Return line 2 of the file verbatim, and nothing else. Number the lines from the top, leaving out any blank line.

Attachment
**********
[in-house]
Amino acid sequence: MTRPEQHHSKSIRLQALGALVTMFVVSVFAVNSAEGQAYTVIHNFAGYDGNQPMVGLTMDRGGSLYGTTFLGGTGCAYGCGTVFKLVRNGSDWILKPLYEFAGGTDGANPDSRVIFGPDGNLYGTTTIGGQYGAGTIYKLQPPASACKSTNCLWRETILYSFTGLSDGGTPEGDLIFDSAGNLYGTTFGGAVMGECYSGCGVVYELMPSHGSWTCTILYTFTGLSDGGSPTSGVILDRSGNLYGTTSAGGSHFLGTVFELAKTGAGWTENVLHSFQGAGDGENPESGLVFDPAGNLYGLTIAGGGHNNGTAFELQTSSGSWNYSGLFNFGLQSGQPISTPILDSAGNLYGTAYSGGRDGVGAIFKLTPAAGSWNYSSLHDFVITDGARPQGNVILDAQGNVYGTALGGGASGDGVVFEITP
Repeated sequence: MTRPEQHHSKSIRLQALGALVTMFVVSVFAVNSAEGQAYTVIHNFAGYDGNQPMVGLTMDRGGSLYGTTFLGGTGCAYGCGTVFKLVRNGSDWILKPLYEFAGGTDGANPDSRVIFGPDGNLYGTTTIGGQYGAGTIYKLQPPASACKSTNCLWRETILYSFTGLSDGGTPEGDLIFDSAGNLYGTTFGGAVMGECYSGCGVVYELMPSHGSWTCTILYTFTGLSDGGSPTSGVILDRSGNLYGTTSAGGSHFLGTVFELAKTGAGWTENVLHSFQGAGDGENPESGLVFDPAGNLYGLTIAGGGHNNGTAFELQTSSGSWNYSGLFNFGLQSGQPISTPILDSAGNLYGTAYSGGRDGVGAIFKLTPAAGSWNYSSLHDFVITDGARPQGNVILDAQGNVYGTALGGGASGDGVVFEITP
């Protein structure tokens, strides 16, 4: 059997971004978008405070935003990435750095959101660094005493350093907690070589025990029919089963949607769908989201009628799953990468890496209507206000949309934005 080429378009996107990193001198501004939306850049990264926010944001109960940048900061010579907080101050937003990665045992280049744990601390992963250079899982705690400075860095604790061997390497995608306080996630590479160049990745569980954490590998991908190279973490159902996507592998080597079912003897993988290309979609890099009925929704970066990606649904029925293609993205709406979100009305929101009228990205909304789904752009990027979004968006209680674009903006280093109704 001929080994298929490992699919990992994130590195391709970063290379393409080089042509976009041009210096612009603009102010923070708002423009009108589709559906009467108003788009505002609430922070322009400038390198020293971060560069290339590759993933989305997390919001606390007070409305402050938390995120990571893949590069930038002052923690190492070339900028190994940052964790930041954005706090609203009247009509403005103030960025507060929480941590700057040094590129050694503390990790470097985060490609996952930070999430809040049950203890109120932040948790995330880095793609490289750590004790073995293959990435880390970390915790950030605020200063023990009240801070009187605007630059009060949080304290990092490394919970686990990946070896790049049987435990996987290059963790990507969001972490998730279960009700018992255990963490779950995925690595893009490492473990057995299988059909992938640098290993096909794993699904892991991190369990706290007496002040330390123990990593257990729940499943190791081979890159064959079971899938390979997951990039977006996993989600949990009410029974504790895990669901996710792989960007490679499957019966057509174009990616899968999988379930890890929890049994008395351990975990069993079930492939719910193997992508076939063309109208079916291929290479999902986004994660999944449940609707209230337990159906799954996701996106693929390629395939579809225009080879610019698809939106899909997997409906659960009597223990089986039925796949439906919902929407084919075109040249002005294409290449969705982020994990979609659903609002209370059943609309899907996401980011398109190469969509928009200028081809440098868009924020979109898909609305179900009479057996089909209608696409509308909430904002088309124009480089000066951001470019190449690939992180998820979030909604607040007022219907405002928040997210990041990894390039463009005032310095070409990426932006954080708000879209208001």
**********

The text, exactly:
Amino acid sequence: MTRPEQHHSKSIRLQALGALVTMFVVSVFAVNSAEGQAYTVIHNFAGYDGNQPMVGLTMDRGGSLYGTTFLGGTGCAYGCGTVFKLVRNGSDWILKPLYEFAGGTDGANPDSRVIFGPDGNLYGTTTIGGQYGAGTIYKLQPPASACKSTNCLWRETILYSFTGLSDGGTPEGDLIFDSAGNLYGTTFGGAVMGECYSGCGVVYELMPSHGSWTCTILYTFTGLSDGGSPTSGVILDRSGNLYGTTSAGGSHFLGTVFELAKTGAGWTENVLHSFQGAGDGENPESGLVFDPAGNLYGLTIAGGGHNNGTAFELQTSSGSWNYSGLFNFGLQSGQPISTPILDSAGNLYGTAYSGGRDGVGAIFKLTPAAGSWNYSSLHDFVITDGARPQGNVILDAQGNVYGTALGGGASGDGVVFEITP